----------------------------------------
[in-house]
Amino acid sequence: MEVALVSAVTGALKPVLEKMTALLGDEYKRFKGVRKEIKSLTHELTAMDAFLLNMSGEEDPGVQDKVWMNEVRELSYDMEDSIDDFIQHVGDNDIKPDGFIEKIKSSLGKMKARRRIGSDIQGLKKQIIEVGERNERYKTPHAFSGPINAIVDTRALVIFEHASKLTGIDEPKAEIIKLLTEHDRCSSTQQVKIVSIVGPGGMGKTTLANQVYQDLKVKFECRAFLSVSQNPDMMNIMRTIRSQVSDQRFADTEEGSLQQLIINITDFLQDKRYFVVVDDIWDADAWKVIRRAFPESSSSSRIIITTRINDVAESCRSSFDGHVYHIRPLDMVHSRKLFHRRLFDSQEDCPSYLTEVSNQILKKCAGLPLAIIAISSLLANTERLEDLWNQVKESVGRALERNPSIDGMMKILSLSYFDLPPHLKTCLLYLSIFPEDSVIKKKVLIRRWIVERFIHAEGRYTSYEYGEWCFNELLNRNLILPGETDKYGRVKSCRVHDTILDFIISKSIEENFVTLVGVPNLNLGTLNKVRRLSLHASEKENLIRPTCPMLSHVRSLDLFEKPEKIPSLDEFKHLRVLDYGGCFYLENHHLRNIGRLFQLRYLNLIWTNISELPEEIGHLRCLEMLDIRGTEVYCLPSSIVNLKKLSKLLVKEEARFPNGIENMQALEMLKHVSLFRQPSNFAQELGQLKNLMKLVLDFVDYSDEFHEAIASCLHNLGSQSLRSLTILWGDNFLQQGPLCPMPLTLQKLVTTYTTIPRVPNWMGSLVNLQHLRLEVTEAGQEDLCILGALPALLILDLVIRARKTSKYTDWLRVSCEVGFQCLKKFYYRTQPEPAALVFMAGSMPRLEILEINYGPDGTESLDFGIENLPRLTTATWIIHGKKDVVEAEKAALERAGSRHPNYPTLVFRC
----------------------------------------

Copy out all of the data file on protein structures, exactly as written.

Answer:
[in-house]
Amino acid sequence: MEVALVSAVTGALKPVLEKMTALLGDEYKRFKGVRKEIKSLTHELTAMDAFLLNMSGEEDPGVQDKVWMNEVRELSYDMEDSIDDFIQHVGDNDIKPDGFIEKIKSSLGKMKARRRIGSDIQGLKKQIIEVGERNERYKTPHAFSGPINAIVDTRALVIFEHASKLTGIDEPKAEIIKLLTEHDRCSSTQQVKIVSIVGPGGMGKTTLANQVYQDLKVKFECRAFLSVSQNPDMMNIMRTIRSQVSDQRFADTEEGSLQQLIINITDFLQDKRYFVVVDDIWDADAWKVIRRAFPESSSSSRIIITTRINDVAESCRSSFDGHVYHIRPLDMVHSRKLFHRRLFDSQEDCPSYLTEVSNQILKKCAGLPLAIIAISSLLANTERLEDLWNQVKESVGRALERNPSIDGMMKILSLSYFDLPPHLKTCLLYLSIFPEDSVIKKKVLIRRWIVERFIHAEGRYTSYEYGEWCFNELLNRNLILPGETDKYGRVKSCRVHDTILDFIISKSIEENFVTLVGVPNLNLGTLNKVRRLSLHASEKENLIRPTCPMLSHVRSLDLFEKPEKIPSLDEFKHLRVLDYGGCFYLENHHLRNIGRLFQLRYLNLIWTNISELPEEIGHLRCLEMLDIRGTEVYCLPSSIVNLKKLSKLLVKEEARFPNGIENMQALEMLKHVSLFRQPSNFAQELGQLKNLMKLVLDFVDYSDEFHEAIASCLHNLGSQSLRSLTILWGDNFLQQGPLCPMPLTLQKLVTTYTTIPRVPNWMGSLVNLQHLRLEVTEAGQEDLCILGALPALLILDLVIRARKTSKYTDWLRVSCEVGFQCLKKFYYRTQPEPAALVFMAGSMPRLEILEINYGPDGTESLDFGIENLPRLTTATWIIHGKKDVVEAEKAALERAGSRHPNYPTLVFRC